News

Khan Lab School sets sights on Palo Alto space for K-8 students

Nonprofit's proposal would bring an estimated 160 students to Cowper Street site later this year

Applied learning coordinator Jeremy Young works with the youngest group of children at Khan Lab School in Mountain View on Oct. 6, 2015. The nonprofit has proposed transferring K-8 classes to Palo Alto. Embarcadero Media file photo by Michelle Le.

In a move that would increase its enrollment, Khan Lab School in Mountain View is looking to bring its K-8 students to Palo Alto, a proposal that will be discussed at a virtual community meeting on Tuesday, June 15, at 7 p.m.

The nonprofit school has set its sights on 3223 Cowper St. near Loma Verde Avenue in the St. Claire Gardens neighborhood, where it's looking to share the 7.44-acre site with Our Lady of Rosary Church and Silicon Valley International School's preschool and kindergarten programs.

The move would be an upgrade from the school's current location in Mountain View, where it previously had about 30 students. It has since grown to almost 200 students, which breaks down to 142 children in the lower school and 47 at the high school level. The Villa Street campus lacks a play structure and a portion of the parking lot has been converted into outdoor space.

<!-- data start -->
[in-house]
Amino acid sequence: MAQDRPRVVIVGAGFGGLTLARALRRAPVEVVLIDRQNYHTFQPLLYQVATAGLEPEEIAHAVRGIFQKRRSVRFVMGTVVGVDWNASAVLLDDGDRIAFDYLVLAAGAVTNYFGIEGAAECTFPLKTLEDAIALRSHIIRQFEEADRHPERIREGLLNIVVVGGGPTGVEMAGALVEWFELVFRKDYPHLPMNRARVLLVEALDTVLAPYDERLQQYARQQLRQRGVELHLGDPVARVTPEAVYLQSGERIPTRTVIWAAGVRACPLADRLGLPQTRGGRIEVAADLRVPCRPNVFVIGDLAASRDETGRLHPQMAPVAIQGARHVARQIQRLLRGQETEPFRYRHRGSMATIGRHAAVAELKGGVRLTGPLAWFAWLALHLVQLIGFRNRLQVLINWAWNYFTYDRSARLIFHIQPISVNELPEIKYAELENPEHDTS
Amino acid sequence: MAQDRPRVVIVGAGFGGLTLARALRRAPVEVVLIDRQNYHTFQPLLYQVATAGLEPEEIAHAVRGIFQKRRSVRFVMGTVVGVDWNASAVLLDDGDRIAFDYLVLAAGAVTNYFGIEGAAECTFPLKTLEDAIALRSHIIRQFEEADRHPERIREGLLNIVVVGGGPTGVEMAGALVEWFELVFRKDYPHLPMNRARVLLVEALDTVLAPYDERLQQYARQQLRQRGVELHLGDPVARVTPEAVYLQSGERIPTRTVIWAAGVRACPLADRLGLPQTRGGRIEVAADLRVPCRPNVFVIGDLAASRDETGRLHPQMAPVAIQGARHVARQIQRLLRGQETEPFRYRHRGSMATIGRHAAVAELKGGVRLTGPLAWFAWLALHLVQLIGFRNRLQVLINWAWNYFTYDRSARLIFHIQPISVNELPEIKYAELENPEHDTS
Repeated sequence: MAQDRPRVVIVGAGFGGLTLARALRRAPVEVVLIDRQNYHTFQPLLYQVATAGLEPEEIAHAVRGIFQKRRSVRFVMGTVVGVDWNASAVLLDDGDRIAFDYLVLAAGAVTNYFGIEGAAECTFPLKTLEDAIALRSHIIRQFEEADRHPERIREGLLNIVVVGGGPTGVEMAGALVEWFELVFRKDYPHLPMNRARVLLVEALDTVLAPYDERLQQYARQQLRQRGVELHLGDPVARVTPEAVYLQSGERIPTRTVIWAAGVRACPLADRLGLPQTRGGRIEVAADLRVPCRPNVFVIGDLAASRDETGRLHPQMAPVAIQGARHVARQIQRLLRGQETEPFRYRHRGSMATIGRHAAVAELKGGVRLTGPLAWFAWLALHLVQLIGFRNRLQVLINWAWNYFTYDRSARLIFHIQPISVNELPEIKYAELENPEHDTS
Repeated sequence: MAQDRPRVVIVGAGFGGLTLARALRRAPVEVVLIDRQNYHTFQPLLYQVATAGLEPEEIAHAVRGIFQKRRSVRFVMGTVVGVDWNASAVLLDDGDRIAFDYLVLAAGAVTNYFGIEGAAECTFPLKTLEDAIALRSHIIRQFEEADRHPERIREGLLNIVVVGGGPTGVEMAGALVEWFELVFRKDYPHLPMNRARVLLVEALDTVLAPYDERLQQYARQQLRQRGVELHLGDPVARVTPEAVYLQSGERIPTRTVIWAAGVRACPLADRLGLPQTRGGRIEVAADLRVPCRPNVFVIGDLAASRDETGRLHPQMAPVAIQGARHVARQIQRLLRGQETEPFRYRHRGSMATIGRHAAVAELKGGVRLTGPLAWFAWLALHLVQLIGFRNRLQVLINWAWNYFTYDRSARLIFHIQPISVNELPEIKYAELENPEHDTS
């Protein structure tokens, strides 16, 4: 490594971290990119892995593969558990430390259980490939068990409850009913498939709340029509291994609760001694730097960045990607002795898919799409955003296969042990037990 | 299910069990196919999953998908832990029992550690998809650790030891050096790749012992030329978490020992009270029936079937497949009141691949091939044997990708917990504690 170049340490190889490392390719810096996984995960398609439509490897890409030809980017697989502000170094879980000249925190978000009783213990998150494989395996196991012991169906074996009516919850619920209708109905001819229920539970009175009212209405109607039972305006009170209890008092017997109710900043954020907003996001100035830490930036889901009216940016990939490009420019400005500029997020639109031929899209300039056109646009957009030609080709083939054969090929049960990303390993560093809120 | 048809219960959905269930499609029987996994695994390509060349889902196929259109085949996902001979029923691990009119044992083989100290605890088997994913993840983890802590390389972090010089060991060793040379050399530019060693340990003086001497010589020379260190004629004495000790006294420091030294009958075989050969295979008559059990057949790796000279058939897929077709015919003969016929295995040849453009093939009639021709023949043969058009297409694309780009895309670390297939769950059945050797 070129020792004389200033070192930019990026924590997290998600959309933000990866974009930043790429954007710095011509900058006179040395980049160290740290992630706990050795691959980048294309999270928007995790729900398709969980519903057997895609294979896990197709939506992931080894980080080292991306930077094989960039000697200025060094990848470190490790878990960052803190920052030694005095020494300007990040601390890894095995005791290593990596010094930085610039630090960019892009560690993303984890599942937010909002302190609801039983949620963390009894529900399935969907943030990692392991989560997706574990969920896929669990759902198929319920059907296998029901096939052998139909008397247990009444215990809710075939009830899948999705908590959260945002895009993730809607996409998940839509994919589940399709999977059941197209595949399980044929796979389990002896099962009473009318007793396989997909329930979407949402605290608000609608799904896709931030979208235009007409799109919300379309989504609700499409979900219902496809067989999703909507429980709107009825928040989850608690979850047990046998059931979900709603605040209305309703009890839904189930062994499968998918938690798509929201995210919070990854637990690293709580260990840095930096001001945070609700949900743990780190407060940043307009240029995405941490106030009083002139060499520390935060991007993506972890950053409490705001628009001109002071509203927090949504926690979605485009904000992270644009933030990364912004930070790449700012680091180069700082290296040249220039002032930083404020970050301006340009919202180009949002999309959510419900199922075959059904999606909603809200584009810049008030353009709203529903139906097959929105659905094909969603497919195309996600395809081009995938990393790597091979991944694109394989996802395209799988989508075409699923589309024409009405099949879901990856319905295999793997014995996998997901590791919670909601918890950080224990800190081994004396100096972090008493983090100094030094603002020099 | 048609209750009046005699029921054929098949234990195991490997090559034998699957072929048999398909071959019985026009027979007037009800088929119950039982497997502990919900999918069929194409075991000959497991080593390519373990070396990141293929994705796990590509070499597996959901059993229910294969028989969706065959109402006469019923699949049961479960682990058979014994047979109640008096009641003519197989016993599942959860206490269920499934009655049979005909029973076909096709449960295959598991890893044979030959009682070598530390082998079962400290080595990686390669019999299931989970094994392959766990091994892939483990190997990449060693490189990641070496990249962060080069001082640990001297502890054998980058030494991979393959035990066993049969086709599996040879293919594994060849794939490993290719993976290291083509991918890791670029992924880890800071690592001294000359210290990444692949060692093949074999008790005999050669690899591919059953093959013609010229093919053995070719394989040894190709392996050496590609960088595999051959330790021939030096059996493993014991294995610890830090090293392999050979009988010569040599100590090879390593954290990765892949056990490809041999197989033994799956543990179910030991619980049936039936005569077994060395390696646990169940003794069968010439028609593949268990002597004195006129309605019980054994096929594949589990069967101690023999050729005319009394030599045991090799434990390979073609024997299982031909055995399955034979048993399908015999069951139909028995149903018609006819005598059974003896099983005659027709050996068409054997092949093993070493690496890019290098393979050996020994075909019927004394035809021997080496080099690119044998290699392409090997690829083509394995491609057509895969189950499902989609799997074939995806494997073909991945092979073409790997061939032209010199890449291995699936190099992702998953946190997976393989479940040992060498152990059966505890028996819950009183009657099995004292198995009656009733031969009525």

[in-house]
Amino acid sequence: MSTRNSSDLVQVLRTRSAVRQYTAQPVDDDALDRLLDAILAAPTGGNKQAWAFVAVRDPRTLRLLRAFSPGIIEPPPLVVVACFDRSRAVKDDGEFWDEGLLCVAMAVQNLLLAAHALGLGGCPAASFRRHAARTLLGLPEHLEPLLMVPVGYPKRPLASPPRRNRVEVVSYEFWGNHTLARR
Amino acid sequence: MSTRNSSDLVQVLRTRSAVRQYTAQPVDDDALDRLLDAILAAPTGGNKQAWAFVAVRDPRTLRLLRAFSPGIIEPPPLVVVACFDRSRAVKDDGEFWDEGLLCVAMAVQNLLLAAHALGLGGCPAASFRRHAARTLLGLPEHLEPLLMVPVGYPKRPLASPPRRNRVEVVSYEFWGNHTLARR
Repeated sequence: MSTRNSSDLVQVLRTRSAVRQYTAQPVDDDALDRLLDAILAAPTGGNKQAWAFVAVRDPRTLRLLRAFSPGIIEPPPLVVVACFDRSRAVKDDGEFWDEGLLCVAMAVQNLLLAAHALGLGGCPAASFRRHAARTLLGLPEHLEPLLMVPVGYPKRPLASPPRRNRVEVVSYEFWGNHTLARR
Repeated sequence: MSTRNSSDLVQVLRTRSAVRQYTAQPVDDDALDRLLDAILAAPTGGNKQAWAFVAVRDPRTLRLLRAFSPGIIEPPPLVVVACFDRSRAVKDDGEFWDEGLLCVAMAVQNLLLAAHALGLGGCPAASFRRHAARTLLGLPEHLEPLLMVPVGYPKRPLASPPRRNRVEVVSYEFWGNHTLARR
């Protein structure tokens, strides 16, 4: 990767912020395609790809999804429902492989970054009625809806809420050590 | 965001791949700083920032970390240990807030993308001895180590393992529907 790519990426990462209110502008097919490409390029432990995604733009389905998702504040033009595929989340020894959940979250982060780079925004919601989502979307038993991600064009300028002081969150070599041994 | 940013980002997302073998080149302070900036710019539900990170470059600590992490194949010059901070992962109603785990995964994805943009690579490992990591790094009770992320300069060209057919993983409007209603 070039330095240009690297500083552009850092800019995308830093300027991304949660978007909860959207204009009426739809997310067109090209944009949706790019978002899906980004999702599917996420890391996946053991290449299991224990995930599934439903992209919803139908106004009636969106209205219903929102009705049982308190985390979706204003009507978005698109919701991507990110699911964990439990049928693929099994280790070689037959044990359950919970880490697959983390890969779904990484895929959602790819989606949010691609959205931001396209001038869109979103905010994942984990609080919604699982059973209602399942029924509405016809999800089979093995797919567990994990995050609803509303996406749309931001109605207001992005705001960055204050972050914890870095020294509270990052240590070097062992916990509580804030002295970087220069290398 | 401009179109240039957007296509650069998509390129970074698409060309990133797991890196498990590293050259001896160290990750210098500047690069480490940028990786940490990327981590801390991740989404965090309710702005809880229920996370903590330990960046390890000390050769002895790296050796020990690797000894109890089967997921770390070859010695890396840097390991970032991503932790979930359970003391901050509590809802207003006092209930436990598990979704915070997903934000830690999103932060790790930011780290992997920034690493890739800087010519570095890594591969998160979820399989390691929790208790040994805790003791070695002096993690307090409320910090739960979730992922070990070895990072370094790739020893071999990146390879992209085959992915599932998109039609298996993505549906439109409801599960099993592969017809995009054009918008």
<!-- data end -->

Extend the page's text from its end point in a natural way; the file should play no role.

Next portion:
The migration won't happen unless the city approves Khan Lab's conditional use permit, which was submitted last month and is under review. The school estimates 160 students, 23 teachers and eight staff members will be on campus at the start of the 2021-22 school year. About 20 to 25 students would be added each year until the school hits its proposed student population of 262 students, a nearly 25% increase from its current enrollment limit of 210 students.

Khan Lab's review of the city records shows a school has operated on the Cowper Street property since the 1950s and the last conditional use permit for the site issued in 2007 allows for no more than 210 students. The school would hold classes at the site's current school buildings, where it plans to turn the space into 15 classrooms and make "minor changes to doorways and access points to improve ADA accessibility." The school also wants to make some modifications to a portion of the church's Dermody Center, which would turn into five "flexible shared teaching spaces" for science, technology, engineering, art and music instruction.

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The campus can accommodate the needed 40 parking spaces for every "teaching station" required by the city, according to the school's permit application.

Founded by Salman Khan, Khan Lab School operates year-round with six breaks that last one to two weeks long.